We feel very fortunate to have added a new co-producer for Deep Wireless 2005 - the Drake Hotel. They were the venue for the Deep wireless installations - running for an entire month at the Drake hotel - by Anna Friz, Paul DeMarinis, and the team of Chantal Dumas, Christian Calon and Don Sinclair. The 2005 Radio Without Boundaries conference again included a talented array of artists and producers who have been instrumental in many ways in promoting radio art either in their own work or in the way in which they present it: Lidia Camacho (Mexico), Chris Brookes (Newfoundland), Anna Friz (Montreal), Helen Thorington (USA), Steve Wadhams (Toronto), Gregory Whitehead (USA), Elisabeth Zimmerman (Austria), as well as panels including the artists from the Deep Wireless commissioning residency: Yves Daoust, Milena Droumeva, Geoff Siskind, and Dragan Todorovic. CBC Radio 1's Outfront again co-produced the Deep Wireless commissioning/residency programme; the Deep Wireless 2 radio art compilation CD was launched on March 1st, 2005; and last by not least, a new Radio Theatre Ensemble was assembled and included Chris Brookes, Anna Friz, Eric Leonardson and Evalyn Parry who each created their own pieces and performed them live as an ensemble .
Thanks to Barry Rueger who is still my right-hand man when it comes to any publicity for the conference, web-related matters and just plain giving out good advice. And of course to Darren Copeland who's vision for Deep Wireless back in 2002 was to create a Toronto festival that would bring much-needed recognition to radio art in Canada and who continues to provide the artistic vision that carries New Adventures in Sound Art always into new terrain.
Managing Director and Radio Without Boundaries conference director
What is Sound Art?
Simply put, a art created by through the use of sound. Sound art has historically had a presence in Canada. Many artists in Quebec still follow the musique concrète and acousmatic art tradition begun in France in the 1950s, which is one of the many precursors of sound art. Additionally, over the years, conceptual visual artists across Canada have also made sound-based work - an activity that came to a peak in the 1980s (well-documented and contextualized in books edited by Toronto sound/radio artist Dan Lander). This inclination has given rise more recently to the creation of sound-based multi-media and installation works made by artists from a variety of artistic backgrounds - theatre, digital media, sculpture, and dance. Although sound art has been around in Canada as long as it has anywhere else, it has not received the critical attention that it has in Europe. New Adventures in Sound Art, along with a handful of other organizations here in Canada, are trying to change that. We try to promote both existing and newly created works in events that are accessible to the general public.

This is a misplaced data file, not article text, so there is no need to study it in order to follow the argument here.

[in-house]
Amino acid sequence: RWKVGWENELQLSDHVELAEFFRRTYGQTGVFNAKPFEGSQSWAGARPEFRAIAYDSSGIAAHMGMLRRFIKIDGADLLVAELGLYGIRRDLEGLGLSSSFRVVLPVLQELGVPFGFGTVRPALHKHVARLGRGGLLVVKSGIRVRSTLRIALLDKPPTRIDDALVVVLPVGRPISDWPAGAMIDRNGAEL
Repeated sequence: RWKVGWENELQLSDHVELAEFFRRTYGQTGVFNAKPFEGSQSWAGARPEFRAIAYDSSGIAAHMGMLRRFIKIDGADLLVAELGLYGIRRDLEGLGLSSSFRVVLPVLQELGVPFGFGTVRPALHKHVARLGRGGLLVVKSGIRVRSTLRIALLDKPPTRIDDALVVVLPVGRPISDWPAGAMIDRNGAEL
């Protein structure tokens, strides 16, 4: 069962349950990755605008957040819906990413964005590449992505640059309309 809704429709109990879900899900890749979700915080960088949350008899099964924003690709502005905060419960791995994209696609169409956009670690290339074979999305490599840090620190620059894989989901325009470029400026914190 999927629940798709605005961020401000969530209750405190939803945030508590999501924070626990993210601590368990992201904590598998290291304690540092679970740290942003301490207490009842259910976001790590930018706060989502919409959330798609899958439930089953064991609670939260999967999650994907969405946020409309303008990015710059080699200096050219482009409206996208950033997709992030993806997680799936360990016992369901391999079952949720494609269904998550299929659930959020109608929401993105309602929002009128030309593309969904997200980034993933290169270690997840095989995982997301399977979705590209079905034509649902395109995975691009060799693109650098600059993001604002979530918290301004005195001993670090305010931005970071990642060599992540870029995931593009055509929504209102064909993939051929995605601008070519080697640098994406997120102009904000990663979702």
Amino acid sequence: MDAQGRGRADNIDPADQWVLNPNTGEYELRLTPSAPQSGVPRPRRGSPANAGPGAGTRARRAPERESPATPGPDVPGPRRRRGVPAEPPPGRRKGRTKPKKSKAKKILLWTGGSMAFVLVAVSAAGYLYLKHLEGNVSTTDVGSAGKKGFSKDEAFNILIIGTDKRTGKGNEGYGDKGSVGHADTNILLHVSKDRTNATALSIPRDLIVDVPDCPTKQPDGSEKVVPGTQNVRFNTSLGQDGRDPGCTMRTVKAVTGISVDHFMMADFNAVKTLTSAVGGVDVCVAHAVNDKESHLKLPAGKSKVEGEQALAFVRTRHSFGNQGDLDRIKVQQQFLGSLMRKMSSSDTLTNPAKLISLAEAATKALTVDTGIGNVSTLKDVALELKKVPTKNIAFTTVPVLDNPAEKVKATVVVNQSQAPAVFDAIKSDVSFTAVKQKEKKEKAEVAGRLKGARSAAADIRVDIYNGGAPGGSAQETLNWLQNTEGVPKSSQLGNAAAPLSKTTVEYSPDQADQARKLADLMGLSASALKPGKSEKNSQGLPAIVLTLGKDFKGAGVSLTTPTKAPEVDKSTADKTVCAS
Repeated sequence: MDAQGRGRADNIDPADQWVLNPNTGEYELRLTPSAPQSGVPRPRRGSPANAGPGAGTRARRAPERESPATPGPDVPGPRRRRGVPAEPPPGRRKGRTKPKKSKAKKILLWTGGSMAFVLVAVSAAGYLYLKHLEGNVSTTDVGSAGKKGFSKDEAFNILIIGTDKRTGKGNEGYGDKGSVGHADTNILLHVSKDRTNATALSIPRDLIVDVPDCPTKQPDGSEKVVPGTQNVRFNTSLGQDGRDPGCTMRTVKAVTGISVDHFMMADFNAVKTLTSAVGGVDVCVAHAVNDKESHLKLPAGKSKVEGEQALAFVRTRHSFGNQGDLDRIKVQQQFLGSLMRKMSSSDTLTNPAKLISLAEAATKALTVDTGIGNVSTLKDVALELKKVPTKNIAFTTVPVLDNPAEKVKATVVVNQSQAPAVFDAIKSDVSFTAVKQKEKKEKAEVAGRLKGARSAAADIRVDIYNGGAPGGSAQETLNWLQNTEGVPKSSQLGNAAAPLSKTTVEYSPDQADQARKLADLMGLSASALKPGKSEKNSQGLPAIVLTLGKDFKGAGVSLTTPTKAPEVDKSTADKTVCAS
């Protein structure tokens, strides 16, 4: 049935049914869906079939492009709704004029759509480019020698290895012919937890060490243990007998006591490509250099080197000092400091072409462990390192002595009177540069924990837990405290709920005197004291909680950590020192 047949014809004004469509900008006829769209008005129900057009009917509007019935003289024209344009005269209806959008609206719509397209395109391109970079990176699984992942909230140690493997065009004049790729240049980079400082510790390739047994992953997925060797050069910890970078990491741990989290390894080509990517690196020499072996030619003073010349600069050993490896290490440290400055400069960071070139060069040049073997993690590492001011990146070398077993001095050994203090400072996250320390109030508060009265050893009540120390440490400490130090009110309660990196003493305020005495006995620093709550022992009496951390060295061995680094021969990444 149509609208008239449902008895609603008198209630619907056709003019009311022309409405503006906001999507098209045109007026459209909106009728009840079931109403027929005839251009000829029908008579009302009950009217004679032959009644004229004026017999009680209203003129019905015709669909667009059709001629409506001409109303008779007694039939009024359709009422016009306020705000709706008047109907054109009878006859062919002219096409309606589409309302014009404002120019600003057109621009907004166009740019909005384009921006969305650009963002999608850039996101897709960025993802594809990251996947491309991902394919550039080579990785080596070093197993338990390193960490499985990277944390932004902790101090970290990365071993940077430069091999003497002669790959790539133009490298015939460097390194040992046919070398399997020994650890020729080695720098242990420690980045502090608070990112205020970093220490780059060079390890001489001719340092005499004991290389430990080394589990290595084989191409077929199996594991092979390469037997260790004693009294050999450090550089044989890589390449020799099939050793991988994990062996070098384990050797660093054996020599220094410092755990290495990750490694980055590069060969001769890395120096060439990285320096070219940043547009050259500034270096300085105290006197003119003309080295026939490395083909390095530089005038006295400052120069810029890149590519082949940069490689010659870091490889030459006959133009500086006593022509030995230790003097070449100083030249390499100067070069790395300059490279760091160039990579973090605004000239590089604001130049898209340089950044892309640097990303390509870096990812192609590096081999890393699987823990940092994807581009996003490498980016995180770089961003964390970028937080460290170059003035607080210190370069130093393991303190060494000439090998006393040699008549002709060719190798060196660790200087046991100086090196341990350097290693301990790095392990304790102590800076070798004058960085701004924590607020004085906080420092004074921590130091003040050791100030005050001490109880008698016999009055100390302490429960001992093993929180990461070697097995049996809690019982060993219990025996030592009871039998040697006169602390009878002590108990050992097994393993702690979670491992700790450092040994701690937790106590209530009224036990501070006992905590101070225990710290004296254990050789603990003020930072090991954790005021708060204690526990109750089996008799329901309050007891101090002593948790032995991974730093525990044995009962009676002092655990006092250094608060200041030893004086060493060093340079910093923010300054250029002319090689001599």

What is Radio Art?
When a piece is radiophonic it generally means that it has used text either as spoken text or speech within its composition or that it has derived its theme from a poetic, literary or conceptual idea. The exact phrase "radio art" means different things to different people. In Germany, for instance, the term radio art is used only to describe a piece created for radio that is "cutting edge." We use the term a little differently and perhaps in a more general way to mean sound art for radio. I would call radio art selections "pieces" or "compositions," rather than audio programs. Some are quite short pieces meant more as a glimpse of something, and others are more in the radio documentary style. What makes a veritable piece of radio art? Ingenuity, for one; the use of sound in interesting ways. For example, a piece can stand on its own without having a story-line attached; and a story can unfold without the use of spoken word, through sound. This is not to say that a radio documentary can not be considered radio art because I believe it can. It's all in how the radio producer (or composer) uses all the options available to create a unified and integrated experience for the listener. On a personal note, I just recently heard a documentary on CBC radio about Nelson Mandela that was spectacular for me as a listener because I felt as though I was reeled into the experience and didn't want to leave that listening space - in fact, I remained in the listening space (i.e., the auditory experience created for me by that particular piece) for quite awhile afterwards.
What is New Adventures in Sound Art?
New Adventures in Sound Art (NAISA) is a non-profit organization that produces performances and installations spanning the entire spectrum of electroacoustic and experimental sound art. Included in its Toronto productions are: Deep Wireless, Sound Travels, Sign Waves and SOUNDplay. The objectives of NAISA are to foster awareness and understanding locally, as well as nationally and internationally, in the cultural vitality of experimental sound art in its myriad forms of expression. This objective will be achieved through the exploration of new sound technologies in conjunction with the creation of cultural events and artifacts.